A recent study by the York College of Pennsylvania's Center for Professional Excellence found about 91% of HR professionals surveyed cited poor personal hygiene as the best way not to get hired for a job, 75% said inappropriate attire and 74% cited having facial piercings other than in the ears. The study also found proper appearance has a great deal to do with how others also view ones job performance.
In banking, when it comes to the appearance of a branch, customers aren't nearly as demanding. In fact, a recent study by the market research firm SYNERGISTICS suggests bank customers care more about branch staff than they do about branch appearance. When asked which of three branch features is most important to them, 46% of those interviewed said staff was the most important branch feature, whereas only 4% cited branch appearance. The study underscores the importance of cultivating and incentivizing branch staff to ensure a great customer experience.
To start, contemplate how important your staff can be to the bank's bottom line. A new Aon Hewitt study shows high levels of employee engagement can significantly influence an organization's growth rate, operating income and total shareholder return. Each incremental percentage point of employees who became engaged in the business translated into an additional 0.6% growth in sales, study results showed. Positive reinforcement can go a long way.
Consider yet another study on the future of community banks, published by the St. Louis Fed. The research looked at banks that performed well from 2006 through 2011 and suggests that staffing was a driving factor in their success.
For example, some of these thriving banks have been managed by the same family for multiple generations, increasing the depth of experience and stability in senior management. Of course, not all banks have a familial hierarchy and it can also bring certain issues, but research supports the idea that keeping management and branch turnover to a minimum is a sound business practice. Indeed, studies have shown that excessive churn is detrimental to earnings and puts a damper on employee morale. If morale is low, chances are the customer experience will be too.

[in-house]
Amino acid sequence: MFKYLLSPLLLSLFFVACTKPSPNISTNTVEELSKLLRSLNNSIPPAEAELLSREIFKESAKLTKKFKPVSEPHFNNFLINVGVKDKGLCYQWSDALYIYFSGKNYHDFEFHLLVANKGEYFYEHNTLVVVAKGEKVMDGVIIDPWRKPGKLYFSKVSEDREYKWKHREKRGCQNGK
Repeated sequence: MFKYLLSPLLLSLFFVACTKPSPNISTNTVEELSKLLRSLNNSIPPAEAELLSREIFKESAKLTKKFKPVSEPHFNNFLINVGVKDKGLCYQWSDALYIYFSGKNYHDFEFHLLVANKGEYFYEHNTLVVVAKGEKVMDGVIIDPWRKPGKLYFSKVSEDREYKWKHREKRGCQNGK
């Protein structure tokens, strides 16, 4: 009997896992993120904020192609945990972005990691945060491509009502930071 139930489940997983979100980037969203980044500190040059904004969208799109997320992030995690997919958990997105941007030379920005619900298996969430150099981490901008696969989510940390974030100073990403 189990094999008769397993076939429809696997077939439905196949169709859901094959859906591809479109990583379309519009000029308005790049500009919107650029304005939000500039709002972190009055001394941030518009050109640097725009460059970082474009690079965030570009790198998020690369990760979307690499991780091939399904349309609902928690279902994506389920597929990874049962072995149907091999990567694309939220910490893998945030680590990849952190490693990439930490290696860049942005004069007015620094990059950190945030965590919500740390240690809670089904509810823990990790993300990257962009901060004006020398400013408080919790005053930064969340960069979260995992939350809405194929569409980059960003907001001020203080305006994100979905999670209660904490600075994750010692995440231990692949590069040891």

Another common denominator among leaders of thriving banks, according to the community bank study, was the belief that solid interpersonal skills can trump banking experience when it comes to hiring. Indeed, many of the bankers interviewed said they try to determine the character of job candidates and identify prospects based on their experiences and interactions with them in a non-work capacity. We're not suggesting that banking experience isn't a plus; just that it may not be the primary factor when hiring.
One additional takeaway is the importance of your branch staff being an active part of the community. We've said many times in this publication that your customers need to see you at neighborhood events, supporting local functions and the like. This is part of what makes a community bank a community bank and what makes the community love you, so never lose that connection and teach any new employees its value.
We're all for modern branches that are pleasing to the eye and come equipped with state-of-the-art technology, but as the saying goes, appearances can be deceiving. It's not enough for your branch to look good; it has to function well too.